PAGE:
Health care is breaking our hearts
Let’s be honest. What we’ve been doing about health care in this country just isn’t working.
Over the last decade, our health-care “system” has become trapped in a continuous downward spiral: declining patient-care quality, unaffordable yearly jumps in premiums and reduced benefits. Insurance companies report record profits while salaries for primary-care doctors are largely frozen and hospital emergency rooms operate in the red. Every year we pay more, get less, and insurance companies make off with the difference. Our past efforts at reform are like a failed relationship that we can’t seem to let go. We give up more and more in the hope that something will change.
But, by any measure, our health-care system gets deeper in trouble. There are 6.5 million uninsured in California. Our health-care spending takes up 15 percent of our gross domestic product, and it’s growing much faster than our economy. That means that health care is much more expensive relative to our incomes. The growth in health-care spending is bankrupting our state, our businesses and working families.
California, it’s time to move on with our lives. It’s time we ask for what we really want and what we deserve: affordable, high-quality health care for all.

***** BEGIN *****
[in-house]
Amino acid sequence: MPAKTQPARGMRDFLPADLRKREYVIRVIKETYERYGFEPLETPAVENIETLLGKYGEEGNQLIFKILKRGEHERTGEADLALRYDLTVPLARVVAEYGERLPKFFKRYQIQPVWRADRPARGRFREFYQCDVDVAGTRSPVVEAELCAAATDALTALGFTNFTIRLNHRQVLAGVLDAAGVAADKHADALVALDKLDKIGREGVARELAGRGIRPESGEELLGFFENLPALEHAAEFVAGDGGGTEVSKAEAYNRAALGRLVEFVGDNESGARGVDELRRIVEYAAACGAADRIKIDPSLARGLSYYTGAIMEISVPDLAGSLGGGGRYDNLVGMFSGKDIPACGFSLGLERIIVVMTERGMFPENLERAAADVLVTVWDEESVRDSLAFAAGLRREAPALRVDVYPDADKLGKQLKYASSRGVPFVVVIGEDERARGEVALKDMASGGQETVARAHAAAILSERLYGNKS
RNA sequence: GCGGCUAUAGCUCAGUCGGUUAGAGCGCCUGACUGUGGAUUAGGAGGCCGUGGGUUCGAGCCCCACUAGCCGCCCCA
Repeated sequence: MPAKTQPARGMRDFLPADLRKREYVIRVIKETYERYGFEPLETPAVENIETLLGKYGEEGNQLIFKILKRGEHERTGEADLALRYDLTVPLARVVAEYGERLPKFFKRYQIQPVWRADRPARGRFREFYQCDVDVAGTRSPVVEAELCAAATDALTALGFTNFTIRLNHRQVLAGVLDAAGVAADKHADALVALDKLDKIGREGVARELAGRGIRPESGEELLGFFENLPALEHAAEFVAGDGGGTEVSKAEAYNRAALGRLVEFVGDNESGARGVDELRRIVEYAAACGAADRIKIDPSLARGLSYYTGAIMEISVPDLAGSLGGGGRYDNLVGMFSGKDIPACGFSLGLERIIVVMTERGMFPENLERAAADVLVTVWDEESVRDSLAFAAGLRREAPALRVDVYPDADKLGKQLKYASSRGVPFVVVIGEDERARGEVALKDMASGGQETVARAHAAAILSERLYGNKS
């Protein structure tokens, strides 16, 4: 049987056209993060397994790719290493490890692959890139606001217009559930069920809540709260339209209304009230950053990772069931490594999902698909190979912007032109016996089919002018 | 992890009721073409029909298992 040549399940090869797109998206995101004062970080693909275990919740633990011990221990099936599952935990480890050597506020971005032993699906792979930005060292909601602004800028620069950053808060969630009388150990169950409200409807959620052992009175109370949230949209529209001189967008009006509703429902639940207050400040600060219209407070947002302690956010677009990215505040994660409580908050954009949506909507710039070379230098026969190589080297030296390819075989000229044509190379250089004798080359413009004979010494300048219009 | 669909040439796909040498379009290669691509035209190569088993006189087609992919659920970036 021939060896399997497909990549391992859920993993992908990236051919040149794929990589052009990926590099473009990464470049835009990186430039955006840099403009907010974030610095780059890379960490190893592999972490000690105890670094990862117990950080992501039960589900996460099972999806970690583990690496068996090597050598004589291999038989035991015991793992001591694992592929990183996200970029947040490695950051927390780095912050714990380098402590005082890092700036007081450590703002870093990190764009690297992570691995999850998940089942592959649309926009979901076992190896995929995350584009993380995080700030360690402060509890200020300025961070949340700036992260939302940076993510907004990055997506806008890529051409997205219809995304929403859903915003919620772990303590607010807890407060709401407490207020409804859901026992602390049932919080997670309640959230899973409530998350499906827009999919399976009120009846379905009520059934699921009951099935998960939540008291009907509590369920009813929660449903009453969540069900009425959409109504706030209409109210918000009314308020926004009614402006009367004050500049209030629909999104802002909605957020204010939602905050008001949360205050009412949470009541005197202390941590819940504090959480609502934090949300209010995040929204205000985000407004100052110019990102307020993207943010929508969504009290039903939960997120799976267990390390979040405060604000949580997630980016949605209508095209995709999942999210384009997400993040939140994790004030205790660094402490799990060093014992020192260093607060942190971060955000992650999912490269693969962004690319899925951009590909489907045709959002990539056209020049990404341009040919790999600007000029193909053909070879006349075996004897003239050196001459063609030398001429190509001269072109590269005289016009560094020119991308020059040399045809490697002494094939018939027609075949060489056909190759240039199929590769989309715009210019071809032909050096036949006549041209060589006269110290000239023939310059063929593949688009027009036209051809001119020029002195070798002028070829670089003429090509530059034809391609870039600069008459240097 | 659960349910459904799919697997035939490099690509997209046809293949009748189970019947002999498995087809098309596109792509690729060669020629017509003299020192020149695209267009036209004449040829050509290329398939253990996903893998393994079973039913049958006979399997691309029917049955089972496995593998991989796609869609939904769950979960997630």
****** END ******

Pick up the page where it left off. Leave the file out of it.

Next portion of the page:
Real universal health care is demonstrably possible. SB 840 (the California Universal Healthcare Act), a bill I am carrying in the California Legislature, covers every California resident with comprehensive, affordable health benefits, and contains the growth of health-care spending while improving quality. Most importantly, it gives patients total choice of their doctors and hospital.
It works by consolidating the money we—employers, families and government—currently spend on health care. Everyone pays something in and everyone gets coverage—just one affordable premium—without co-pays or deductibles. This allows us to reduce the costs of administering our fragmented system from 30 percent of every health-care dollar down to 5 percent, a savings of $20 billion in the first year.
The plan also puts California’s purchasing power to work by giving the state the ability to negotiate large discounts for prescription drugs and other health-related goods. But SB 840 is not a radical change for how care is delivered. The delivery system would remain fully private and subject to market competition.
This is the only plan that will bring California a truly universal, affordable and modernized health-care system.